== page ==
By: Mark Welch, Mark L. Waller, Stephen H. Amosson, and William I. Tierney, Jr
Seasonal patterns in production and demand are common in many agricultural commodity markets. Charting these patterns provides information that complements fundamental and technical analyses.
Methods of Constructing a Seasonal Index
There are several ways to construct a seasonal index. The simplest is to produce a graph with the factor being studied (i.e., price) on the vertical (Y) axis and time (i.e., days, weeks or months) on the horizontal (X) axis. For a seasonal to have any significance, a number of years’ worth of data need to be accumulated. In addition, these charts are most appropriate for periods of relative market stability. They can be plotted on a chart (Fig. 1) or an average of the data can be plotted (Fig. 2).
To calculate the average used for each month in figure 2, add the price of wheat in June for each year from 2006 to 2010, then divide by the number of years in the study (in this case, 5). The result is the June average price. If you do the same for July through May, you can then plot the average series.
If a seasonal chart consists only of an average (and not all of the original data), it is often accompanied by a plotted confidence interval of plus or minus one standard deviation. The standard deviation is a measure of the variability of the historical data from the calculated average. It is useful for showing how reliable the average may be as an indicator of the expected price in a particular year. If the standard deviation is large, the average is not a very dependable indicator of prices; however, if it is small, it is reasonable to place more confidence in the average as a forecasting tool. If you put all of your data in a spreadsheet such as Excel, the software will usually provide formula keys that will calculate the averages and standard deviations for you.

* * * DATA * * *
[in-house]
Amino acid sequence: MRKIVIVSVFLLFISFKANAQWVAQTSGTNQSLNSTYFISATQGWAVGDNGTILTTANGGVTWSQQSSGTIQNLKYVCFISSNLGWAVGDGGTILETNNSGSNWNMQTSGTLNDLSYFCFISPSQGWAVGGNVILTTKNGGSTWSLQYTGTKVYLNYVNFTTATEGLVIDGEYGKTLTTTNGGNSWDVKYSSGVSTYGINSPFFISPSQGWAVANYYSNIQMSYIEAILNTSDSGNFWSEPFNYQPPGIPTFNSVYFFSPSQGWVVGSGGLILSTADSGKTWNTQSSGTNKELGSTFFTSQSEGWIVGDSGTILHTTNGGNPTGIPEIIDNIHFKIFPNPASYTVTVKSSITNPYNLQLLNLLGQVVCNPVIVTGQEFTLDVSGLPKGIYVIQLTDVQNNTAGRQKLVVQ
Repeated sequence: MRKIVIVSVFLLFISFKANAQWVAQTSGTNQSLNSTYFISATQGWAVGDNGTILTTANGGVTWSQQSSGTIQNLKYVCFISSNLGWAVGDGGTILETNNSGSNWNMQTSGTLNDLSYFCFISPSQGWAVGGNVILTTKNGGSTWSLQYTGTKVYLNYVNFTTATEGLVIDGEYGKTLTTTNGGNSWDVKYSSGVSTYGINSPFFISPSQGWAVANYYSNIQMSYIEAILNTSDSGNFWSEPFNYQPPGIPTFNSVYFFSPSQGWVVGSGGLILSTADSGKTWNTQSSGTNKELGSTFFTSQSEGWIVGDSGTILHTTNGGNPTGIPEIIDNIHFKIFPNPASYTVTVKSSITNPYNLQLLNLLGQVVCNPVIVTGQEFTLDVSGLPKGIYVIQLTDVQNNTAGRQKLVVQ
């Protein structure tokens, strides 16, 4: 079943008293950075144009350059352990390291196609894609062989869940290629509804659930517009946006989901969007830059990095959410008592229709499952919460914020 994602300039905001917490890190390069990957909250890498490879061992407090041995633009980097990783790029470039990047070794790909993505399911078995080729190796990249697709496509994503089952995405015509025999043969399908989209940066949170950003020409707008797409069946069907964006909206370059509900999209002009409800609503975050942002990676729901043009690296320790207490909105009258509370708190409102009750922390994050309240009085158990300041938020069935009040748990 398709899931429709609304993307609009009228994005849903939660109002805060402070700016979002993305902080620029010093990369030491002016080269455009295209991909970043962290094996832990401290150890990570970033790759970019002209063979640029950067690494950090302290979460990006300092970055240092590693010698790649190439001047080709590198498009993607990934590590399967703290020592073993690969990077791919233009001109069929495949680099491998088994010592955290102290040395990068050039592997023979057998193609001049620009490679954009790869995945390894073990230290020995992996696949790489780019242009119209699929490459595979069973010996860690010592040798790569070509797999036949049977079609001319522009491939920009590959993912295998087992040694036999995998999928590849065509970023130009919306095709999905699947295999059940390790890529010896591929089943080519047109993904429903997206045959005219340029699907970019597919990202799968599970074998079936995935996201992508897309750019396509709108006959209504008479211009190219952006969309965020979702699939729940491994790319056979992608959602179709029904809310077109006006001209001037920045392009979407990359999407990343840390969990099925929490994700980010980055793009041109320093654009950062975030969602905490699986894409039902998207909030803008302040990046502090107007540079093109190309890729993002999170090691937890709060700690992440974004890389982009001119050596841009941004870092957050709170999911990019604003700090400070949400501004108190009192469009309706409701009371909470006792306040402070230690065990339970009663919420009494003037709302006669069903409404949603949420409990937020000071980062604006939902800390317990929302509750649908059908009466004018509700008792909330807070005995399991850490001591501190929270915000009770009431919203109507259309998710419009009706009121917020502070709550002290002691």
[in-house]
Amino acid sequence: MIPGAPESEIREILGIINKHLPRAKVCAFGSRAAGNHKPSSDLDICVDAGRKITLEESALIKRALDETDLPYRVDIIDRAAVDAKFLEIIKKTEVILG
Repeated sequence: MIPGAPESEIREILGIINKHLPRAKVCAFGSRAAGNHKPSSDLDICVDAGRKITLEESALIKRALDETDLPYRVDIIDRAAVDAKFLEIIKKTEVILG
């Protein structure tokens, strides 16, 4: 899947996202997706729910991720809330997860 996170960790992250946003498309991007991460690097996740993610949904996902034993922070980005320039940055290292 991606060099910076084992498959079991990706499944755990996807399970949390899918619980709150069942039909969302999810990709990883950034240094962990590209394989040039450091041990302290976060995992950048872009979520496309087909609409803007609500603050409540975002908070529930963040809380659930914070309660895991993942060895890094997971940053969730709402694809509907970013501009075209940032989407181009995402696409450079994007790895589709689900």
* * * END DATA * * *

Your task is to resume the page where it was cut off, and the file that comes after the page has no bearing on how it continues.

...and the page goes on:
Another technique is to construct a seasonal index (Fig. 3). The base or denominator for the index is generally the average for the time period being examined (such as the marketing year). Consequently, each time period’s price (or other factor, such as exports) is expressed as a percentage of the season’s average and will have a value equal to, greater than, or less than 100. Most indices of this type use a base value of 100 percent. A value of 85 (or .85) for a particular period (say the month of June for wheat prices) would mean that period’s wheat price was 15 percent below that year’s 12-month marketing year average price. Conversely, if the February index value was 115 that would mean that February’s price was 15 percent above the marketing year average price.
This method dampens the variability that may occur from combining data from years with high annual prices with periods of low annual prices, because what it focuses on is the relative movement of prices within the season. These intraseasonal price movements are more likely to be uniform whether annual average prices were $3.00 or $8.00 a bushel.
To calculate the index in Figure 3, begin by calculating the June price index for each year of interest. June wheat price in 2006 ÷ 2006/2007 marketing year annual price*100. Repeat this procedure for the years 2007 to 2010. The average of all the June wheat price indices is the June index value for the 5 year study. Repeat these steps for July through May.
A conditioned or segmented seasonal index can be constructed using only years in which a similar feature was exhibited (i.e., one index for normal crop years and another for short crop years). Using a conditioned index may give a better indication of the seasonal behavior that is likely to occur in a particular year than averaging all years together. A variation on the seasonal index is to attach a second vertical (or Y axis) to the seasonal index and plot this year’s values. Depending on how this axis is scaled, superimposing this year’s actual prices over the seasonal index can quickly reveal whether this year’s price movements are conforming to the expected seasonal pattern (Fig. 4).